British Columbia Mine Reclamation Symposium

Propagation of three native alpine legumes Willey, Norman Andrew, 1950-

Abstract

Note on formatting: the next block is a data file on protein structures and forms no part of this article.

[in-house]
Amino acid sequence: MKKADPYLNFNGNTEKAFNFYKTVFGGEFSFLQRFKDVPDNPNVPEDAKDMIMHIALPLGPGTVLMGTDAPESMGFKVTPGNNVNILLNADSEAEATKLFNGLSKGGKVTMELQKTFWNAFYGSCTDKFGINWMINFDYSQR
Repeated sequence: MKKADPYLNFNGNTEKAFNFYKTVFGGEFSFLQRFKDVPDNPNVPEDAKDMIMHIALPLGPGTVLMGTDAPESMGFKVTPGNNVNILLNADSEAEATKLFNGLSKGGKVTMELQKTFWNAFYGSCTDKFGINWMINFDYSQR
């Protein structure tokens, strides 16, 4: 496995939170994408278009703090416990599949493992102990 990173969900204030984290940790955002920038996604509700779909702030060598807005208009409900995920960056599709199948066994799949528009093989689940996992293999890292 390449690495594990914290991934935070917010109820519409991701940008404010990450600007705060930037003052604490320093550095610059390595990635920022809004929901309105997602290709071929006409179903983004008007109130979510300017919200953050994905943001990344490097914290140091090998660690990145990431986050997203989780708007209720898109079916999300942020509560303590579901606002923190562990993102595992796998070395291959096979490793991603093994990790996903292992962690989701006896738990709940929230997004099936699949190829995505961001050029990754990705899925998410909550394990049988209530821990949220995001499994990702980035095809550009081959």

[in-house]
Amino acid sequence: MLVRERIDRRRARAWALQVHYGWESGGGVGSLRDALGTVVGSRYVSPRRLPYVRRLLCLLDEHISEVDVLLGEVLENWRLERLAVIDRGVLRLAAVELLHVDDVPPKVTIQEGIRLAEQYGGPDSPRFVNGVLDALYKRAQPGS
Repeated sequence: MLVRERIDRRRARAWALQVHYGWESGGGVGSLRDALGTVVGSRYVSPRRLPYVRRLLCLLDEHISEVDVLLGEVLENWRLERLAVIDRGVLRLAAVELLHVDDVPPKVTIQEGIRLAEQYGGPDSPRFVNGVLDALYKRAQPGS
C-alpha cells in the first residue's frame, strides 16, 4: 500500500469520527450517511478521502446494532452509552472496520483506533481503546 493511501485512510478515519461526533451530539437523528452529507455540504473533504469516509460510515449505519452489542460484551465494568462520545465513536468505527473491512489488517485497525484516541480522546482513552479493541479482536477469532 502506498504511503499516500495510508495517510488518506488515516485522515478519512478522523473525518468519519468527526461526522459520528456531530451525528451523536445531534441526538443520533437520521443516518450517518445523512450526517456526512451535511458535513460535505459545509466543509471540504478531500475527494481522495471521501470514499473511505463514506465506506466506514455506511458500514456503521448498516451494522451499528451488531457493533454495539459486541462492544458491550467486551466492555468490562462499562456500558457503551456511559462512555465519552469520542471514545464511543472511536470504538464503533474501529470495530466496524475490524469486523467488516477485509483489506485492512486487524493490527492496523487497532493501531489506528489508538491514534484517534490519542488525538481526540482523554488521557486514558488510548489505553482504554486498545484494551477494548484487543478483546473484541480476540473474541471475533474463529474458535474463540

The anticipated growth rate of the native legumes will be slow in comparison to fertilized agronomic grasses. Because of this they are poor candidates for immediate erosion control on new spoils, however, their strengths lie in longevity, soil amelioration and wildlife forage. In such roles they will be best suited to a second stage of reclamation when the initially applied grasses regress in cover value. To promote the regression, maintenance fertilizer used on the grasses will need to be cut back. The employment of shorter-lived grass species, such as Agrostis scabra. would also fit such a scheme quite well (Winterhalder, 1976; Amiro & Courtin, 1980). Nonetheless, these native legumes will have limitations of use in a similar fashion to the various Salix species. Reclamation sites will need to mimic the snow loading of the alpine ridge-tops and receive adequate sunlight. This will apply to convex subalpine spoils with a south to west aspect; snow must blow clear by the end of April. Since this describes one of the more adverse sites for reclamation, the native legumes could be a useful tool in promoting long term recovery.

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